Bye-Bye Bow Tie
Today, being a stylish groomsman has a lot to do with what's worn underneath the jacket. We're seeing tuxedos with long (not bow) ties, and with vests instead of cummerbunds. "More and more grooms are ordering cravat [long] ties, non-pleated shirts, and three-button jackets, which is a more modern option," says Brian Regenstreich, manager of Zeller Tuxedos in New York.
Make every groomsman's boutonniere different, but match them with the bouquet of the bridesmaid he escorts down the aisle.
Beyond the Tux
If you're having a casual affair, go ahead and ditch the tuxes. Instead, dress the guys in blazers, and match something in their outfits (a pocket square, a tie, a belt, their socks!) with the overall color scheme. For a great casual look, have your party wear khaki pants they already own, and ask them to all get the same navy blazer. Another way to coordinate? Order extra fabric from the bridesmaid dresses to make matching ties for the groomsmen -- this is a great way to tie the party together.
Don't Forget Gramps
Many grooms are paying respect to their elders by getting them matching tuxedos. "More and more grooms come in with their grandfathers," says Regenstreich. "If the grandfather is not officially in the party, at least he'll feel like he's part of the celebration with the tuxedo he wears." If you don't want him to look identical to the party, have the grandfathers wear the same style tux and shirts, but a slightly different shade of tie than the groomsmen. That way they'll still be noticed as special, but they'll be distinct from the party.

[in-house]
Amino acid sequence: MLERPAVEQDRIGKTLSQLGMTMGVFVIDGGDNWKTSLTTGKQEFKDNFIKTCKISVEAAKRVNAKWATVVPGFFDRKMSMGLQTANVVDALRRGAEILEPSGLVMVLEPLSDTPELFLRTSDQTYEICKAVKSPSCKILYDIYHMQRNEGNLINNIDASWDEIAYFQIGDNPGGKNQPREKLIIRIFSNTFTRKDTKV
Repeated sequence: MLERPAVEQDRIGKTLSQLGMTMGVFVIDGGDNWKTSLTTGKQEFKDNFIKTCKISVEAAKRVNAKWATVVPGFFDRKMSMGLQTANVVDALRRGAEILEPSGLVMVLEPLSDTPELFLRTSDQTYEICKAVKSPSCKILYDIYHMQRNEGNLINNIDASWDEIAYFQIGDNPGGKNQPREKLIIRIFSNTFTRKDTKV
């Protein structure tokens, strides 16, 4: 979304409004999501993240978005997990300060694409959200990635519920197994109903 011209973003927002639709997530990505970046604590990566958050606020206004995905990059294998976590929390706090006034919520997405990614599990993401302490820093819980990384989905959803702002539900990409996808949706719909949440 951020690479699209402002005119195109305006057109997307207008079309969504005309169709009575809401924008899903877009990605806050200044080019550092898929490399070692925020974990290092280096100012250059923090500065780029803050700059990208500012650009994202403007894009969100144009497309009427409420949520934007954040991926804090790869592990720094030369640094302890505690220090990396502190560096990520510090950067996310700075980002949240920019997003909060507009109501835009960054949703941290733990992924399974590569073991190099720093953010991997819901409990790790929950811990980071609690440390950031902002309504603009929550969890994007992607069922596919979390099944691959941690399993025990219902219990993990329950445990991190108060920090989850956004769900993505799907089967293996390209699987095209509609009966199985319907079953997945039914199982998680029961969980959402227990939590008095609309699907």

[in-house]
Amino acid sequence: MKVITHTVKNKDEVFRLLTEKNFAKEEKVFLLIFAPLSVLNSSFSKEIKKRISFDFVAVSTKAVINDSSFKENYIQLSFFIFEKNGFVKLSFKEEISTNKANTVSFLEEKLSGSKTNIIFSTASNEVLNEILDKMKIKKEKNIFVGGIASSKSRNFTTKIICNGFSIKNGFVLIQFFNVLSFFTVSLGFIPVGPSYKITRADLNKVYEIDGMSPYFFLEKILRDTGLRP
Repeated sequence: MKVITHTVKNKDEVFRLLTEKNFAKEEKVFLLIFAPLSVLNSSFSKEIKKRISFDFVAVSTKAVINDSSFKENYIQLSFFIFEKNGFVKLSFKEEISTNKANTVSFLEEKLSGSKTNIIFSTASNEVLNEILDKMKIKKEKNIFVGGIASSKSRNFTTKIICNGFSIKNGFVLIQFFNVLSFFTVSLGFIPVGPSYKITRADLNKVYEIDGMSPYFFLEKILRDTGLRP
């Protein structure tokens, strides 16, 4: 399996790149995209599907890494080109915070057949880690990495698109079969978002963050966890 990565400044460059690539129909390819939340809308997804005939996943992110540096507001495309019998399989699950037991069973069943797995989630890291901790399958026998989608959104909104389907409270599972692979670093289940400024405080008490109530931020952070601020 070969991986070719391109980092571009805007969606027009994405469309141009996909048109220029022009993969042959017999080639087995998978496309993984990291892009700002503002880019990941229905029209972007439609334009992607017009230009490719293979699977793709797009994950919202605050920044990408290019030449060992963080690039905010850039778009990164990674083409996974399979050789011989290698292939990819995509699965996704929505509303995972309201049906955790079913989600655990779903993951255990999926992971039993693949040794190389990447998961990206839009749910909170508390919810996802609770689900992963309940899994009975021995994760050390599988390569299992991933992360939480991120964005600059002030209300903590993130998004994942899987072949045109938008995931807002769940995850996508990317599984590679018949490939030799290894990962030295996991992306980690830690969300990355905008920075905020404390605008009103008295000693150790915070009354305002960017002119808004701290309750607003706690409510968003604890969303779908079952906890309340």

If your groomsmen are white-collared business types, chances are they spend a lot of their workweek in a suit or blazer. Give them a unique, personalized gift that will add to their wedding day style and that they'll also be able to use again and again. Cufflinks with their initials are a great gift, or you can go for styles that suit the personality of the guy who'll wear them. For the banker, get dollar signs or 'buy' and 'sell' links; for the sports fan, a baseball and mitt. The men in your party will appreciate the thought, and they'll also be thankful that they don't have something identical to the other five groomsmen at your wedding.
Vary the Boutonnieres
It's nice to have the wedding party somewhat coordinated, but it's totally acceptable to have the best man's boutonniere be different than the other members of the party. Another idea? Make every single groomsman's boutonniere different, but match them with the bouquet of the bridesmaid he escorts down the aisle. Decide what each pairing will be by using different colors of the same flower, or all different flowers in the same color. If the men in your party object to donning flowers of any sort, or if you want a more masculine look, consider boutonnieres of wheat, herbs, or leaves.
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